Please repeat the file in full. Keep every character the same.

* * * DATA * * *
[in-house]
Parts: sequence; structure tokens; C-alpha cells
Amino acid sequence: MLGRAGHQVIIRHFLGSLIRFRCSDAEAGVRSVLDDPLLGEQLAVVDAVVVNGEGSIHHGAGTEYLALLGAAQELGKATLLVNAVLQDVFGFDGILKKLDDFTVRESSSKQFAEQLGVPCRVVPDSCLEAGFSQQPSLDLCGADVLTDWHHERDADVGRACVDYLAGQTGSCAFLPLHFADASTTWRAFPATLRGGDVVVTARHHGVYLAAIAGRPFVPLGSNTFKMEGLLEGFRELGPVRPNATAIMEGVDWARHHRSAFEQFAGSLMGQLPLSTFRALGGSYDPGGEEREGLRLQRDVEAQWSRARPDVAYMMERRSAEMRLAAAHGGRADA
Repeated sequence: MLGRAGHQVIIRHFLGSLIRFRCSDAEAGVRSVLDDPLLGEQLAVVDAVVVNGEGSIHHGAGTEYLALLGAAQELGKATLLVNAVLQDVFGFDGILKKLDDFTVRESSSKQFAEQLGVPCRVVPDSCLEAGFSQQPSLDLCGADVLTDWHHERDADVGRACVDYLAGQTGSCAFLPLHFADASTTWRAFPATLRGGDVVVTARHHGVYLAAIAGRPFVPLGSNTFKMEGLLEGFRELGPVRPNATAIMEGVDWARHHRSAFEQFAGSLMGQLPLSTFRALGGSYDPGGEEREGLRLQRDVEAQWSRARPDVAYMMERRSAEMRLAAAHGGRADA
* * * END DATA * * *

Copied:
[in-house]
Parts: sequence; structure tokens; C-alpha cells
Amino acid sequence: MLGRAGHQVIIRHFLGSLIRFRCSDAEAGVRSVLDDPLLGEQLAVVDAVVVNGEGSIHHGAGTEYLALLGAAQELGKATLLVNAVLQDVFGFDGILKKLDDFTVRESSSKQFAEQLGVPCRVVPDSCLEAGFSQQPSLDLCGADVLTDWHHERDADVGRACVDYLAGQTGSCAFLPLHFADASTTWRAFPATLRGGDVVVTARHHGVYLAAIAGRPFVPLGSNTFKMEGLLEGFRELGPVRPNATAIMEGVDWARHHRSAFEQFAGSLMGQLPLSTFRALGGSYDPGGEEREGLRLQRDVEAQWSRARPDVAYMMERRSAEMRLAAAHGGRADA
Repeated sequence: MLGRAGHQVIIRHFLGSLIRFRCSDAEAGVRSVLDDPLLGEQLAVVDAVVVNGEGSIHHGAGTEYLALLGAAQELGKATLLVNAVLQDVFGFDGILKKLDDFTVRESSSKQFAEQLGVPCRVVPDSCLEAGFSQQPSLDLCGADVLTDWHHERDADVGRACVDYLAGQTGSCAFLPLHFADASTTWRAFPATLRGGDVVVTARHHGVYLAAIAGRPFVPLGSNTFKMEGLLEGFRELGPVRPNATAIMEGVDWARHHRSAFEQFAGSLMGQLPLSTFRALGGSYDPGGEEREGLRLQRDVEAQWSRARPDVAYMMERRSAEMRLAAAHGGRADA